A week from today will be the cover reveal for one of my Christmas stories, Summerfield’s Angel. It’ll also be up for preorder that day, so keep an eye out for that. It will be available in ebook and print versions, plus an audio version. This book is one of seven novellas–by seven different authors–each set in a different time and place, but involving the same angel ornament. All the books release December 2. It’s been a really fun project, and I hope you enjoy!

I’ll have another Christmas release as well, a short story as part of Dreamspinner Press’s Advent Calendar. That means you can buy the entire package and get a book each day in December, or you can purchase my story individually on December 1. The title is “Exit Through the Gift Shop.”

In other news, two of my books released in French translations this month: Les lettres oubliées (The Tin Box) and Équilibre (Equipoise). Look for more French translations in the months to come, plus a new German translation.

Which brings me to my next point. In March 2019, I’ll be attending Salon du Livre de Paris and then Leipziger Buchmesse. I hope to see some of you there!

If you’re in the US and a writer–or aspire to be one–I’ll be leading a couple of workshops at the San Diego State Writers’ Conference. I’m looking forward to that!

I’m busily plugging away on several future projects. Redesigning Landry Bishop, a Dreamspun Desires title, will release in May 2019. It’s set in the same universe as The Spy’s Love Song but involves a new couple. I plan an eventual third book in that universe as well. I’m in the middle of writing the sequel to Love Can’t Conquer and Love Is Heartless. And Venona Keyes and I are working on the sequel to Running Blind. Next up after that will be a new story in the Bureau series.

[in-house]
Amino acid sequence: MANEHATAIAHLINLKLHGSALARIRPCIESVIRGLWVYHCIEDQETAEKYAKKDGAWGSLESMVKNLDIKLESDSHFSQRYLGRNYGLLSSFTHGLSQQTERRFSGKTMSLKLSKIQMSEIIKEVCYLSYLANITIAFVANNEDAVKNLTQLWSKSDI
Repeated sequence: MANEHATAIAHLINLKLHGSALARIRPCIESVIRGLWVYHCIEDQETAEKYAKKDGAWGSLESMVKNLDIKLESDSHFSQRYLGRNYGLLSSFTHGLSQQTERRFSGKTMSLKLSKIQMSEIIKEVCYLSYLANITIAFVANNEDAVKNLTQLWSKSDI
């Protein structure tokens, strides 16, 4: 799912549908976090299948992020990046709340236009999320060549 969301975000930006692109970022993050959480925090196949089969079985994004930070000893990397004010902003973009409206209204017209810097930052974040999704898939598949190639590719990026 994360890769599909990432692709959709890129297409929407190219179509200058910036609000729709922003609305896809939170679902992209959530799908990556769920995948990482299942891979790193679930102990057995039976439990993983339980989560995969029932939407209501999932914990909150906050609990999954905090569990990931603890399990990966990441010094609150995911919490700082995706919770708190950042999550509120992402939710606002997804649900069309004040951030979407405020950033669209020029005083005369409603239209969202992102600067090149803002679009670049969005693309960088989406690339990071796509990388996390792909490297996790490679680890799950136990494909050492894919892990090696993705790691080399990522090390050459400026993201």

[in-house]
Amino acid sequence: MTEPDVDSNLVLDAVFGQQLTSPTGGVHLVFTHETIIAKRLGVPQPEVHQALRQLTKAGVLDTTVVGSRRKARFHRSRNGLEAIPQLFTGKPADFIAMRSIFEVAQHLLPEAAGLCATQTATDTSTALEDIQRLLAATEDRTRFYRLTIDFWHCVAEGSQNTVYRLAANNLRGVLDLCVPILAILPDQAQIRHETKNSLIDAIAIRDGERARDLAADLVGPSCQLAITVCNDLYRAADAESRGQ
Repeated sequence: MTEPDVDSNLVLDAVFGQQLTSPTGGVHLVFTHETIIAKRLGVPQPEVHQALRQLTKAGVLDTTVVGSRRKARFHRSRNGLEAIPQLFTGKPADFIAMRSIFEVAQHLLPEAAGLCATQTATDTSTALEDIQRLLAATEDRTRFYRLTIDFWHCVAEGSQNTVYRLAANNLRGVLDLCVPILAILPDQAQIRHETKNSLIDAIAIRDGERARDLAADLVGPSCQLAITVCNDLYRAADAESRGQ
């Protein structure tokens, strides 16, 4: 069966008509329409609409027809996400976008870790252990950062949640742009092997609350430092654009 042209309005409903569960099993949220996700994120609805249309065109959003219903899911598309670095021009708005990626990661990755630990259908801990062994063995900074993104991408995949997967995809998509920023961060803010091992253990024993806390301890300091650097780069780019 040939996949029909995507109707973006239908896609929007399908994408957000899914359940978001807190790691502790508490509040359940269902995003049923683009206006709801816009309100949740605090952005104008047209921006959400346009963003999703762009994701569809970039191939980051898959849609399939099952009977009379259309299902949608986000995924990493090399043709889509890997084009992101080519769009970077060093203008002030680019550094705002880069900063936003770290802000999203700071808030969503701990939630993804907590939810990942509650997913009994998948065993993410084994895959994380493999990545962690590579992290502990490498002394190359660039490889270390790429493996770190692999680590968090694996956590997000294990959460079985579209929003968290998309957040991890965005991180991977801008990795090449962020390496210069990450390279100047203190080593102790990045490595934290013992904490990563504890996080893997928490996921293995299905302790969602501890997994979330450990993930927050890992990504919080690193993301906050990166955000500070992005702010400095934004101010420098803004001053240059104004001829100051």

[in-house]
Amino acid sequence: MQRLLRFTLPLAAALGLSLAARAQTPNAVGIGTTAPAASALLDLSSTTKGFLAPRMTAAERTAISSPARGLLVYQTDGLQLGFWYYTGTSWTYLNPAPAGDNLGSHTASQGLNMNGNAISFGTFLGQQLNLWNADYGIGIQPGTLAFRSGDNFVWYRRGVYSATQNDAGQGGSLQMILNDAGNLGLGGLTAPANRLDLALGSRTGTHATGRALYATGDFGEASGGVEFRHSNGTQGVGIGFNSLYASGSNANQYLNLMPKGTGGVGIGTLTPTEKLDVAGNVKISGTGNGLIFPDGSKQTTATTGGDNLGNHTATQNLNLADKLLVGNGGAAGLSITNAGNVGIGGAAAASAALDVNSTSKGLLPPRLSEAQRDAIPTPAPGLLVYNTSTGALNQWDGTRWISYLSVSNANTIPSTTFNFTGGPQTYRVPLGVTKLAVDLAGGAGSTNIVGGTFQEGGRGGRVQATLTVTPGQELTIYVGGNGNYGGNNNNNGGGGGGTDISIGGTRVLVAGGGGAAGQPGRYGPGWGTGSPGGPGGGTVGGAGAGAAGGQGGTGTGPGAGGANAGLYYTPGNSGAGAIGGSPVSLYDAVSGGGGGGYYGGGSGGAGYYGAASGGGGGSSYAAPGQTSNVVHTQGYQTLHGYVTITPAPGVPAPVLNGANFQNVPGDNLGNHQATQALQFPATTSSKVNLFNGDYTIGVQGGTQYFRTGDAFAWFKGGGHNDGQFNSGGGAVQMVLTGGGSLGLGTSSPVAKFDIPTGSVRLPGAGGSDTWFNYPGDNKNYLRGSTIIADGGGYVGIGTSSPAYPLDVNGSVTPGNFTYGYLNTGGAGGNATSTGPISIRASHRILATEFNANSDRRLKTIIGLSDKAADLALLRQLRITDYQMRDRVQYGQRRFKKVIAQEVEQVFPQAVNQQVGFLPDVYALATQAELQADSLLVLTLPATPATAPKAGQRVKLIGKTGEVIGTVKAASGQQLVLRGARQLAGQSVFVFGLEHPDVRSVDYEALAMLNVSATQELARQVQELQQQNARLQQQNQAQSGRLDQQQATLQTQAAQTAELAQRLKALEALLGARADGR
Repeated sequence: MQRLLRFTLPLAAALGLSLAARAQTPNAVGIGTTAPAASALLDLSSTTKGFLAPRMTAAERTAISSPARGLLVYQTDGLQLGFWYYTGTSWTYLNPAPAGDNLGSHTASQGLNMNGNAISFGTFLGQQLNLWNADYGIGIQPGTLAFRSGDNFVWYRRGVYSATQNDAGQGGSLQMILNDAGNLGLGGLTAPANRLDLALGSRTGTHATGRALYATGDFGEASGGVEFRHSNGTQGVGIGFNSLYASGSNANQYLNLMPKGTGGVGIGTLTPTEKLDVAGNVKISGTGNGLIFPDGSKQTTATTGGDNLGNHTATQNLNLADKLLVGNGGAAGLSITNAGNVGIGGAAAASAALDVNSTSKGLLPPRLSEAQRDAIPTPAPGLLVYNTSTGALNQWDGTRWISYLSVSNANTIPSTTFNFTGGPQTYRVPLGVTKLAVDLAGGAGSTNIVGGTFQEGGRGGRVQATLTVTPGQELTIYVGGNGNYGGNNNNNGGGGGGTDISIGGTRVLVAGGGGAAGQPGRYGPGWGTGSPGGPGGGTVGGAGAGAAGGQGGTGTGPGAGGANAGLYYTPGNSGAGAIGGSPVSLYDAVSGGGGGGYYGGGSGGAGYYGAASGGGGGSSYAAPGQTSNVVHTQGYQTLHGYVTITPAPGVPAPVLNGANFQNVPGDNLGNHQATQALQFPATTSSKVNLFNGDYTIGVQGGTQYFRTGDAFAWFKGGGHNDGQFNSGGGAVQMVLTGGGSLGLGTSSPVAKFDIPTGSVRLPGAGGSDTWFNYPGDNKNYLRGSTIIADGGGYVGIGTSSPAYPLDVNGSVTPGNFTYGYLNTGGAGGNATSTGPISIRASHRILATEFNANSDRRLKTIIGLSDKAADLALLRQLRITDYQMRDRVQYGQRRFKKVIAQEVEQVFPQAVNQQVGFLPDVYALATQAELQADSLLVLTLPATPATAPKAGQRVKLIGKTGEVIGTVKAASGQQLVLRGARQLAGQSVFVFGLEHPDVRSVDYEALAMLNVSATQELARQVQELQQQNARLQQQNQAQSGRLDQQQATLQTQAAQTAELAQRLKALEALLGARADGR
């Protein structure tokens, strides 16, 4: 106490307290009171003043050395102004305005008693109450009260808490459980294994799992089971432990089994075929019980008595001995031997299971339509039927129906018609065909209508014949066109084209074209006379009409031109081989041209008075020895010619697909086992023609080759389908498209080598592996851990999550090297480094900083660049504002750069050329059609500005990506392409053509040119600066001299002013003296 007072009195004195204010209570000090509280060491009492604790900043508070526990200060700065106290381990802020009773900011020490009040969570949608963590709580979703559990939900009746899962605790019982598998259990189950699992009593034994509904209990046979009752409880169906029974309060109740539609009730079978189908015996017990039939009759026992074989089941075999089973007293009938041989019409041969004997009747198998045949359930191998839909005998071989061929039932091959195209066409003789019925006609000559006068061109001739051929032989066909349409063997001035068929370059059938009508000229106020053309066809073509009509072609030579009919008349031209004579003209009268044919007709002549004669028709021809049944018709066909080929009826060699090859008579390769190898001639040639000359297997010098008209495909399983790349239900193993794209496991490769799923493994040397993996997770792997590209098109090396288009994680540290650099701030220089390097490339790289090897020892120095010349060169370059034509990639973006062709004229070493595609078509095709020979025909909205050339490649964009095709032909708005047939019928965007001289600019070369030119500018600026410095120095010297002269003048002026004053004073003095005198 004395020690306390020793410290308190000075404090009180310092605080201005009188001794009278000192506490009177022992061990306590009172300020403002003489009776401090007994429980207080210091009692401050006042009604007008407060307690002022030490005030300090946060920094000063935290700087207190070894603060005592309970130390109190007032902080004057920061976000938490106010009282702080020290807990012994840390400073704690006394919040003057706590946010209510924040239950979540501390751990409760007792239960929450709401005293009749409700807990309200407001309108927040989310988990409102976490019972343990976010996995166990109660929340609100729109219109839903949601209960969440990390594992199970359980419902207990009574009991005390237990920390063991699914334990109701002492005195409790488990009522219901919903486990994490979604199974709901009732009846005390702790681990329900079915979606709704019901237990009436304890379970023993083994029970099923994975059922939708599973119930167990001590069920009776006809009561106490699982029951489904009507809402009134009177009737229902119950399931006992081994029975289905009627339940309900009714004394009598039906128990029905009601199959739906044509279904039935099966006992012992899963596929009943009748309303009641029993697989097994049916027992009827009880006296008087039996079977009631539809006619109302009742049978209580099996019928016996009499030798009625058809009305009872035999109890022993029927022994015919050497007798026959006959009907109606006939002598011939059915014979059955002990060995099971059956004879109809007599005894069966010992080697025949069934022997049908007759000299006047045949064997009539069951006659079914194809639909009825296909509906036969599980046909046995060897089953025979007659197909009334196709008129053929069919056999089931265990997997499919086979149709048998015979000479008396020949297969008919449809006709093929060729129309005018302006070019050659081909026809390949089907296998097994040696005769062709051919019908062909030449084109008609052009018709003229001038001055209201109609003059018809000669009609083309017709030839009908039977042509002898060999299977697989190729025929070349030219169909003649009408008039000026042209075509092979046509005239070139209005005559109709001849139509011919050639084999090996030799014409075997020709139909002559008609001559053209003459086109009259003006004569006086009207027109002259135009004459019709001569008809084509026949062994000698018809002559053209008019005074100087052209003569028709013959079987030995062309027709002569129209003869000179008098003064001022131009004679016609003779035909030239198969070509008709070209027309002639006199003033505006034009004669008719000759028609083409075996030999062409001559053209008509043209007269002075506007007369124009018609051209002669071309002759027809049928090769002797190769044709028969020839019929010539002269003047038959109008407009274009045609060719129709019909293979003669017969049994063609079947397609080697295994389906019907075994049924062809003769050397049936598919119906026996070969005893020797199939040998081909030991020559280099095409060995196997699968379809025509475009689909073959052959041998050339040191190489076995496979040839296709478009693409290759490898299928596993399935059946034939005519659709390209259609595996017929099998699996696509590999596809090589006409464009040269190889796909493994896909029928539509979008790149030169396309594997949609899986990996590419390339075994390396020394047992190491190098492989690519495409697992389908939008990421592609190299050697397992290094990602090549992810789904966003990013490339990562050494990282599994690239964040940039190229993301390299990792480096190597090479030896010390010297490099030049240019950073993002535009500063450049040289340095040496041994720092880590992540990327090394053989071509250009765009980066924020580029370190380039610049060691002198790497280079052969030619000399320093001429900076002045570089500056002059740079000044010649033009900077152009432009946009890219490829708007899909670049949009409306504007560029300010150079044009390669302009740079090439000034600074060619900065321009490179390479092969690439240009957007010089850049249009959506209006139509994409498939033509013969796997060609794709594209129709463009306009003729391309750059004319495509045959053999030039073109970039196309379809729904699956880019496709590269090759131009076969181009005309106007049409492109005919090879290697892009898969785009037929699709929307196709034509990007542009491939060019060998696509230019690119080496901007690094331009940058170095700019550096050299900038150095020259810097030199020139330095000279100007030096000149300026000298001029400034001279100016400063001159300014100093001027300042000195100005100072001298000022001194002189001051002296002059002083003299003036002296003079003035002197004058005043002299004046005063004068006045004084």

Told you I was busy!

That’s enough for now. Have a good Halloween. And if you’re a US citizen who can vote, for goodness sake make sure you do!


The Spy’s Love Song blog tour

I hope you’ll join me for the blog tour for my new book, The Spy’s Love Song. I’ll be sharing some inspirations for the book–and some photos from my recent trip to Bosnia. Want to learn about the beer that saved a city? Then check out the posts!
September 25 – MM Good Book Reviews
October 2 – The Novel Approach
October 3 – Happily Ever Chapter
October 4 – Boy Meets Boy
October 5 – Love Bytes
October 8 – My Fiction Nook
October 15 – Two Chicks Obsessed
The Spy’s Love Song:
Jaxon Powers has what most only dream of. Fame. Fortune. Gold records and Grammy awards. Lavish hotel suites and an endless parade of eager bedmates. He’s adored all over the world—even in the remote, repressive country of Vasnytsia, where the tyrannical dictator is a big fan. The State Department hopes a performance might improve US relations with a dangerous enemy. But it means Jaxon’s going in alone… with one exception.
Secret agent Reid Stanfill has a covert agenda with global ramifications. Duty means everything to him, even when it involves protecting a jaded rock star. Jaxon and Reid’s mutual attraction is dangerous under Vasnytsia’s harsh laws—and matters get even worse when they’re trapped inside the borders. Romance will have to wait… assuming they make it out alive.